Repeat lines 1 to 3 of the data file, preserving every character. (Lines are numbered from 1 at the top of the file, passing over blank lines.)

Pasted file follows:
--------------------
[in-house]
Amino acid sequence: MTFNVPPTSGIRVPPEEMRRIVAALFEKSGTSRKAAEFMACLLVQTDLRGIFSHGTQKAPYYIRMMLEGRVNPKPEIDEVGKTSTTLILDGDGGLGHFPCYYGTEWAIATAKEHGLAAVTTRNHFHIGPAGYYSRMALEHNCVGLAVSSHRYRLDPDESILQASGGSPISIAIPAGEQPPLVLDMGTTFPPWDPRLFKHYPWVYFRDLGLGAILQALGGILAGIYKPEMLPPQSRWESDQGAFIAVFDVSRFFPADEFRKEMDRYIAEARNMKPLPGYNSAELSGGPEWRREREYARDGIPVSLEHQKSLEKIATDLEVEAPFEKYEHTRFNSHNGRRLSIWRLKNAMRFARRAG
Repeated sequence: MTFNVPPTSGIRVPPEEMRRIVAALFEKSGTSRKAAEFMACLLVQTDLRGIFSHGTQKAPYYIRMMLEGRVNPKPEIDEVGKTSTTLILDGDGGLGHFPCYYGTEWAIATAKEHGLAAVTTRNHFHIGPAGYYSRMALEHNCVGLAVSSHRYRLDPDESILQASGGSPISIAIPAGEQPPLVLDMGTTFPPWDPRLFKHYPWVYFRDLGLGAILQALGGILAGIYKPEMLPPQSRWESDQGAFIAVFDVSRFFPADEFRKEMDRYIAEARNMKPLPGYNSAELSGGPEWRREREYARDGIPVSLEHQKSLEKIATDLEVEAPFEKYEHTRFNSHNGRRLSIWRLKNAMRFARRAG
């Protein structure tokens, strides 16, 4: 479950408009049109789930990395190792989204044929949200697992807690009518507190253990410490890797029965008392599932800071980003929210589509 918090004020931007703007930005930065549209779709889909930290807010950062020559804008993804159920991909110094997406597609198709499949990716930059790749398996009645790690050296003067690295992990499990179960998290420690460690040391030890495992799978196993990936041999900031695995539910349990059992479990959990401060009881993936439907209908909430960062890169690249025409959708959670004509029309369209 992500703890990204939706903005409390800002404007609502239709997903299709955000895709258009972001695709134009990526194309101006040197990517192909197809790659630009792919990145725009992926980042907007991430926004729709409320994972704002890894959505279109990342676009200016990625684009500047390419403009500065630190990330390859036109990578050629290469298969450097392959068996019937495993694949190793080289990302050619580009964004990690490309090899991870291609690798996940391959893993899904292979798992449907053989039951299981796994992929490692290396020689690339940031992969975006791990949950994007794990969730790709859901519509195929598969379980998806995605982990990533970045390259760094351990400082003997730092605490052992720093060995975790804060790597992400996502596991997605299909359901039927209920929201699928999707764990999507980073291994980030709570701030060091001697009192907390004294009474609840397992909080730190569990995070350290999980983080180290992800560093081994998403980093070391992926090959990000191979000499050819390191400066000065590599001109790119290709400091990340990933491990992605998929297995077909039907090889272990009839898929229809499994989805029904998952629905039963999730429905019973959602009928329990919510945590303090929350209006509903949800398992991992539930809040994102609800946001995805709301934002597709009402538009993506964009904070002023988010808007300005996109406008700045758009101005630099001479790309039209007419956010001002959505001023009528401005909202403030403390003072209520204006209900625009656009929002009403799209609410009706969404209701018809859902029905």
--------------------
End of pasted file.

[in-house]
Amino acid sequence: MTFNVPPTSGIRVPPEEMRRIVAALFEKSGTSRKAAEFMACLLVQTDLRGIFSHGTQKAPYYIRMMLEGRVNPKPEIDEVGKTSTTLILDGDGGLGHFPCYYGTEWAIATAKEHGLAAVTTRNHFHIGPAGYYSRMALEHNCVGLAVSSHRYRLDPDESILQASGGSPISIAIPAGEQPPLVLDMGTTFPPWDPRLFKHYPWVYFRDLGLGAILQALGGILAGIYKPEMLPPQSRWESDQGAFIAVFDVSRFFPADEFRKEMDRYIAEARNMKPLPGYNSAELSGGPEWRREREYARDGIPVSLEHQKSLEKIATDLEVEAPFEKYEHTRFNSHNGRRLSIWRLKNAMRFARRAG
Repeated sequence: MTFNVPPTSGIRVPPEEMRRIVAALFEKSGTSRKAAEFMACLLVQTDLRGIFSHGTQKAPYYIRMMLEGRVNPKPEIDEVGKTSTTLILDGDGGLGHFPCYYGTEWAIATAKEHGLAAVTTRNHFHIGPAGYYSRMALEHNCVGLAVSSHRYRLDPDESILQASGGSPISIAIPAGEQPPLVLDMGTTFPPWDPRLFKHYPWVYFRDLGLGAILQALGGILAGIYKPEMLPPQSRWESDQGAFIAVFDVSRFFPADEFRKEMDRYIAEARNMKPLPGYNSAELSGGPEWRREREYARDGIPVSLEHQKSLEKIATDLEVEAPFEKYEHTRFNSHNGRRLSIWRLKNAMRFARRAG